Politics & Government

Transportation budget, pain pill bill set for House vote

FRANKFORT — The House is set to vote Wednesday on a more than $4.5 billion transportation budget bill and a measure aimed at curbing prescription pain pill abuse after the proposals cleared separate committees on Tuesday.

House Bill 2, the transportation operating budget, and House Bill 1, the prescription drug measure, are the sole pieces of legislation to be considered in the special legislative session that started Monday. The session is costing taxpayers about $60,000 a day.

Gov. Steve Beshear called the special session after the legislature failed to pass a transportation budget and a measure designed to better regulate doctors who prescribe addictive medications on Thursday, the last day of the 60-day regular session.

It's unclear how long the special session will last. Beshear can call the session and set its agenda, but lawmakers will decide when to conclude their business.

The House Appropriations and Revenue Committee voted 25-2 to pass the Transportation Cabinet's operating budget, which contains more than $4.5 billion to fund the state's transportation projects.

Part of that bill includes funding for two new bridges over the Ohio River in Louisville. Some legislators expressed concern that tolls are going to be used to help fund those projects. The two new bridges — one downtown and one on the east end of Louisville — will have tolls, but two other bridges in Louisville will not, transportation officials have said.

State Reps. Jim Wayne, D-Louisville, and Alecia Webb-Edgington, R-Fort Wright, were the only two lawmakers on the committee who voted against the measure. Webb-Edgington said she voted against the bill in part because it contained $12.5 million in new debt for an overhaul of the state's driver license computer system.

Meanwhile, the House Judiciary Committee voted unanimously to approve HB 1 after more than two hours of testimony on the bill, which would move control of the state's prescription monitoring system to Attorney General Jack Conway's office and require physicians to use the system. Currently, only 25 percent of Kentucky physicians do so.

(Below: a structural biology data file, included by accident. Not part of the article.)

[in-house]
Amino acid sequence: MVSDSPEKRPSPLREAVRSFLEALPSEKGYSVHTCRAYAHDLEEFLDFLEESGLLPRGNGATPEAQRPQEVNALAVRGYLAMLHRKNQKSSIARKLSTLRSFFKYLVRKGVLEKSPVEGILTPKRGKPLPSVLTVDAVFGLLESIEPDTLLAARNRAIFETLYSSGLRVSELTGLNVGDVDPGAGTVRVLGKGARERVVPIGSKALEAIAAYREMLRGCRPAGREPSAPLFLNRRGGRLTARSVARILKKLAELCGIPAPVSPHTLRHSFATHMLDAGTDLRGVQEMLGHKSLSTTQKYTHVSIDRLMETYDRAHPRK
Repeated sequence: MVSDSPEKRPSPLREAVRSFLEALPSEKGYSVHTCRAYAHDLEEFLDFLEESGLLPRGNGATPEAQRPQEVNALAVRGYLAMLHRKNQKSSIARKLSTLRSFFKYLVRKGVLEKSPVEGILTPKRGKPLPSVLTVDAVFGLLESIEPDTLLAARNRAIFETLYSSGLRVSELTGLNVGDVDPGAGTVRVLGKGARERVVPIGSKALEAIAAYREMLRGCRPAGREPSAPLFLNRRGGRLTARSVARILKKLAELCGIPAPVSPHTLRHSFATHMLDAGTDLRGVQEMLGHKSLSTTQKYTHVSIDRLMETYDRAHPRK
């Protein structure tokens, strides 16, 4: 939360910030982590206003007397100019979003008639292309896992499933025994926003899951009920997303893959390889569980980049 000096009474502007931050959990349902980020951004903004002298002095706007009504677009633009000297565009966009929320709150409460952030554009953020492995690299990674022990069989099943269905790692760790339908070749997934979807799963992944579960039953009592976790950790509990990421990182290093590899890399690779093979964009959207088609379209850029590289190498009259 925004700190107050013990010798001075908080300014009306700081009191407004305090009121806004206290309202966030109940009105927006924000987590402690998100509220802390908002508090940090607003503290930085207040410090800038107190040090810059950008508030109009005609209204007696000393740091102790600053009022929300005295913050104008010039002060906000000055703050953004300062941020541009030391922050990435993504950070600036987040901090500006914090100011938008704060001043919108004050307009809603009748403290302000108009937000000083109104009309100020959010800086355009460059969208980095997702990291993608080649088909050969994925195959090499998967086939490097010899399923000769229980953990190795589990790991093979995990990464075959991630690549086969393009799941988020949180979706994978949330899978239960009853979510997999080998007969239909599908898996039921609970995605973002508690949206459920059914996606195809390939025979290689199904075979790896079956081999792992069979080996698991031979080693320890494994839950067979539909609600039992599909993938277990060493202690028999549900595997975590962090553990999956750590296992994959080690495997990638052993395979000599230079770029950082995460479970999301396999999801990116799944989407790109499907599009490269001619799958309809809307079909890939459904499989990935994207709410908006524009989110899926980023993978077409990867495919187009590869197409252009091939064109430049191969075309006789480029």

The measure also would limit ownership of pain clinics to physicians.

During the final weeks of the regular legislative session, the bill was changed to remove a mandate that all physicians use the prescription monitoring system. Also deleted was a $50 fee doctors must pay to use the system. Those changes were made at the urging of the Kentucky Medical Association.

House Speaker Greg Stumbo, D-Prestonsburg, urged legislators on the House Judiciary Committee to approve the new bill, which restores the requirement that doctors participate in the monitoring system commonly called KASPER.

"We had a much better bill than what the Senate was considering," Stumbo said.

Eighty-nine percent of physicians who use KASPER, which allows doctors to see if a patient is receiving pain medications from another doctor, change their prescription practices after checking the system, Stumbo said.

Law enforcement, county and city officials and business leaders testified in favor of HB 1, saying that prescription drug abuse in Kentucky has become an epidemic.

Three people in Kentucky die each day of drug overdoses. Dave Adkisson, president of the Kentucky Chamber of Commerce, said many businesses have struggled to find workers who can pass initial drug screens. Moreover, worker's compensation numbers show more and more people addicted to pain medications. Those employees are not returning to work or are returning to work impaired, Adkisson said.

Rob Sanders, the commonwealth's attorney in Kenton County, said innocent people are being killed on Kentucky roads by drivers who are impaired by prescription medication. Sanders said his office also has seen cases in which mothers who are addicted to prescription drugs roll over and smother their children.

One mother passed out while taking prescription drugs, only to find that her baby had rolled over onto a heater and died, he said.

Representatives of the Kentucky Medical Association expressed reservations about moving the prescription monitoring system to the attorney general's office, saying the move would give that office too much unchecked power over doctors.

"The KMA does not think that's a good idea," said Bill Doll, a lawyer who represents the KMA.

The House Judiciary Committee voted to approve the bill, with three members choosing to vote "pass" — a vote that is neither for or against the bill. Those voting to pass were Rep. Joe Fischer, R-Fort Thomas; Rep. Steve Rudy, R-Paducah; and Rep. Stan Lee, R-Lexington.

Senate Majority Leader Robert Stivers, R-Manchester, said a prescription drug abuse bill that was filed in the Senate on Monday is the final compromise bill that the House and Senate did not pass late Thursday.

Asked how Stumbo's latest bill will fare in the Senate, Stivers said, "It's going to be an interesting set of facts. I don't think this is a situation of party politics as much as the experiences of individual legislators in their own regions.

"The Speaker (Stumbo) and I are probably closer on what to do than maybe some other people. It's all the reality of having the ability to garner the requisite votes to pass something that has the ability to make an impact. I'm not just going to pass something just to feel good."